I think it was destined that I eat here. I hadn’t planned my first day’s lunch, after arriving by train from Brussels around 1pm. The evening before, Tara, sister of Maya, who I suspect has a lot of good travel recommendations, had said that I must try Le Soufflé on rue Mont Tabour, and it stuck in my mind. What’s not to like about a good soufflé?
I called up to find out if I could get a table of one – the gentlemen said I better get there right away. I wasn’t sure how long it would from the Marais neighbourhood to get there on a Vélib (free bicycle) but it turned out to be not long at all..
There’s a special for lunch with a salad (nothing special), a savoury soufflé and then a sweet one. Oh, with a glass of wine. For 25 Euros.
So, I started with a foie gras and prune soufflé. Honestly, it was kind of weird, the sweet stewed prunes, and bits of foie gras, but it was kind of tasty too. And the soufflé of course was amazing. Light and airy and eggy.
The whole atmosphere of the place is pretty charming too, a high waiter-customer ratio, bottles of liqueur on display, a bottle of champagne on ice. I couldn’t tell how many people were locals, and how many tourists.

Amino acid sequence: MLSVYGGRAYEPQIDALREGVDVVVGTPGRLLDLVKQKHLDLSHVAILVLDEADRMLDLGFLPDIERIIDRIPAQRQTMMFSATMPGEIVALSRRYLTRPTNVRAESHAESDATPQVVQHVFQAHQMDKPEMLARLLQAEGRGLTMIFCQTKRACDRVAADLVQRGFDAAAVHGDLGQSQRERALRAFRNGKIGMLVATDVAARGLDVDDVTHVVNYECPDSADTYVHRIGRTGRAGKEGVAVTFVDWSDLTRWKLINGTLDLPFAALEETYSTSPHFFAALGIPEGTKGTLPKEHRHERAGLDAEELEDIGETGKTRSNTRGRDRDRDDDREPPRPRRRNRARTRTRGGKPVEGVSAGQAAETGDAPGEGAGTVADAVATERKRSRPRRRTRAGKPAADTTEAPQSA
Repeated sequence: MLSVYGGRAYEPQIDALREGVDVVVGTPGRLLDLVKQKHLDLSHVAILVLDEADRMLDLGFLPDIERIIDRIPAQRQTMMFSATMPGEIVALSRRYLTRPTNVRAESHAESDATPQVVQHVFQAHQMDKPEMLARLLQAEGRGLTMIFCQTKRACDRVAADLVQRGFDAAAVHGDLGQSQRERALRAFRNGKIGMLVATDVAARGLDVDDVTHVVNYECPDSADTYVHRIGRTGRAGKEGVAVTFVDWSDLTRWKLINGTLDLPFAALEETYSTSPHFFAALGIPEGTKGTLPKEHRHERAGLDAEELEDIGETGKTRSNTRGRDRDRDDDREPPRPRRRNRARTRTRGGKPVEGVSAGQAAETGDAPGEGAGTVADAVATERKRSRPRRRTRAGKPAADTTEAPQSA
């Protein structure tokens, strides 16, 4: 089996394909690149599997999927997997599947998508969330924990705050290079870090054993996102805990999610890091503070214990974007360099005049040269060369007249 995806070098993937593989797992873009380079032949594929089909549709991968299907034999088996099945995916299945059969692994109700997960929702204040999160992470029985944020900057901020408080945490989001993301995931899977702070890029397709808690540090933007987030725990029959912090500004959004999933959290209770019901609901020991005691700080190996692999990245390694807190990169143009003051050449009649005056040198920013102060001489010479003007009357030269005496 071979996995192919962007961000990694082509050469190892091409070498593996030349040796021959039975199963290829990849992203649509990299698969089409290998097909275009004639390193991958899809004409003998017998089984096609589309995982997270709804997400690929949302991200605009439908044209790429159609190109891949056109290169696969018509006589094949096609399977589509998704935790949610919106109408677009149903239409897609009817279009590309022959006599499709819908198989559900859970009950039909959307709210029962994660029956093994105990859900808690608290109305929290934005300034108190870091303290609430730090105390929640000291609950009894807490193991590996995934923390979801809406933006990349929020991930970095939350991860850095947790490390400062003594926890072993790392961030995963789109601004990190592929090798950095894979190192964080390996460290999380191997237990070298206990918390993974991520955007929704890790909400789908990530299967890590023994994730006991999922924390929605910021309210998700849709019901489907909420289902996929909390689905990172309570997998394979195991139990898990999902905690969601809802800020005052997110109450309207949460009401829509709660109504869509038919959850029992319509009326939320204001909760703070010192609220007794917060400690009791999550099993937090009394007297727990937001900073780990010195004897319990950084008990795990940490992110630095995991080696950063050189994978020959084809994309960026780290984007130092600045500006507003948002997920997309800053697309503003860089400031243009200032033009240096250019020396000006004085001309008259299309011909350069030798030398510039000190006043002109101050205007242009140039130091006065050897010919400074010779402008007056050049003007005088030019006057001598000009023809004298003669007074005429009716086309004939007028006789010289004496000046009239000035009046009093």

I did find this couple fantastic, and although worrying about invading their privacy, they really are gorgeous, n’est-ce pas? Carefully and colourfully dressed, a bottle of scotch next to them (I’m assuming that they’re regular customers and that the scotch is a bottle assigned to them, like they do at bars in Japan).
It sort of captures the spirit of the place too. For dessert, I opted for pear and chocolate which turned out to be pieces of baked pear, with a rather lot of chocolate sauce. It was good.
I don’t think I’d come here regularly, but it was a great taste of Paris to start off with. When I got back to the little apartment I’ve rented (through feel paris – terrific!), I picked up a book in the selection left for visitors, ‘Paris to the Moon’ by Adam Gopnik, a New Yorker’s experience of living in Paris for 5 years with his wife and kid. I read through the intro chapter, and lo, it finishes with him listing restaurants that he ate in while his kid slept, and not only does he mention Le Soufflé but it’s the only one he describes in depth, ‘the old couple across the neighbouring banquette, who had been coming here for forty years, there with their blind dog. The waiters in white coast, the owner in a blue sports jacket, and the smell (aroma is too fancy a word) of mingled cigarettes and orange liqueurs.’ Spooky!